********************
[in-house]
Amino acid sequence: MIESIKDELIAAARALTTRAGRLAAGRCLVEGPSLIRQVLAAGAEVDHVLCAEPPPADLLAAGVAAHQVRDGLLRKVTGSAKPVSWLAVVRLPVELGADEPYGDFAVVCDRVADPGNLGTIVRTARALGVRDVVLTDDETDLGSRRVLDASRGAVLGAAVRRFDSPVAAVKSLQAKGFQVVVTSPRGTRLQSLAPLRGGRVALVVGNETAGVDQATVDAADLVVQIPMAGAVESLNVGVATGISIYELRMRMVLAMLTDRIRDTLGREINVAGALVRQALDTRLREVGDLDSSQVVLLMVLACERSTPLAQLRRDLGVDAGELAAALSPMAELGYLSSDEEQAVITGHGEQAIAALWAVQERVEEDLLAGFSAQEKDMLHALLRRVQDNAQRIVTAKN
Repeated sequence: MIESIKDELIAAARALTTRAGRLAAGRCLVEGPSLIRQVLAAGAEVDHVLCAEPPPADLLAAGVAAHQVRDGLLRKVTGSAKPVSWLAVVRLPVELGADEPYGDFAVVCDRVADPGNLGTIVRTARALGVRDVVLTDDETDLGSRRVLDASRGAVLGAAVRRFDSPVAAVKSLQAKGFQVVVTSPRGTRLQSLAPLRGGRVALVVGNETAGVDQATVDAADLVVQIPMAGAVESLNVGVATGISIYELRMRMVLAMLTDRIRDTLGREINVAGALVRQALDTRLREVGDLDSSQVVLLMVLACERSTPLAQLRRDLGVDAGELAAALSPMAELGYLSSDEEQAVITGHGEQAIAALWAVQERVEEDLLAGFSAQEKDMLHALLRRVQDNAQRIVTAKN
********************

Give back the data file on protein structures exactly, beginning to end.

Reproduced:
[in-house]
Amino acid sequence: MIESIKDELIAAARALTTRAGRLAAGRCLVEGPSLIRQVLAAGAEVDHVLCAEPPPADLLAAGVAAHQVRDGLLRKVTGSAKPVSWLAVVRLPVELGADEPYGDFAVVCDRVADPGNLGTIVRTARALGVRDVVLTDDETDLGSRRVLDASRGAVLGAAVRRFDSPVAAVKSLQAKGFQVVVTSPRGTRLQSLAPLRGGRVALVVGNETAGVDQATVDAADLVVQIPMAGAVESLNVGVATGISIYELRMRMVLAMLTDRIRDTLGREINVAGALVRQALDTRLREVGDLDSSQVVLLMVLACERSTPLAQLRRDLGVDAGELAAALSPMAELGYLSSDEEQAVITGHGEQAIAALWAVQERVEEDLLAGFSAQEKDMLHALLRRVQDNAQRIVTAKN
Repeated sequence: MIESIKDELIAAARALTTRAGRLAAGRCLVEGPSLIRQVLAAGAEVDHVLCAEPPPADLLAAGVAAHQVRDGLLRKVTGSAKPVSWLAVVRLPVELGADEPYGDFAVVCDRVADPGNLGTIVRTARALGVRDVVLTDDETDLGSRRVLDASRGAVLGAAVRRFDSPVAAVKSLQAKGFQVVVTSPRGTRLQSLAPLRGGRVALVVGNETAGVDQATVDAADLVVQIPMAGAVESLNVGVATGISIYELRMRMVLAMLTDRIRDTLGREINVAGALVRQALDTRLREVGDLDSSQVVLLMVLACERSTPLAQLRRDLGVDAGELAAALSPMAELGYLSSDEEQAVITGHGEQAIAALWAVQERVEEDLLAGFSAQEKDMLHALLRRVQDNAQRIVTAKN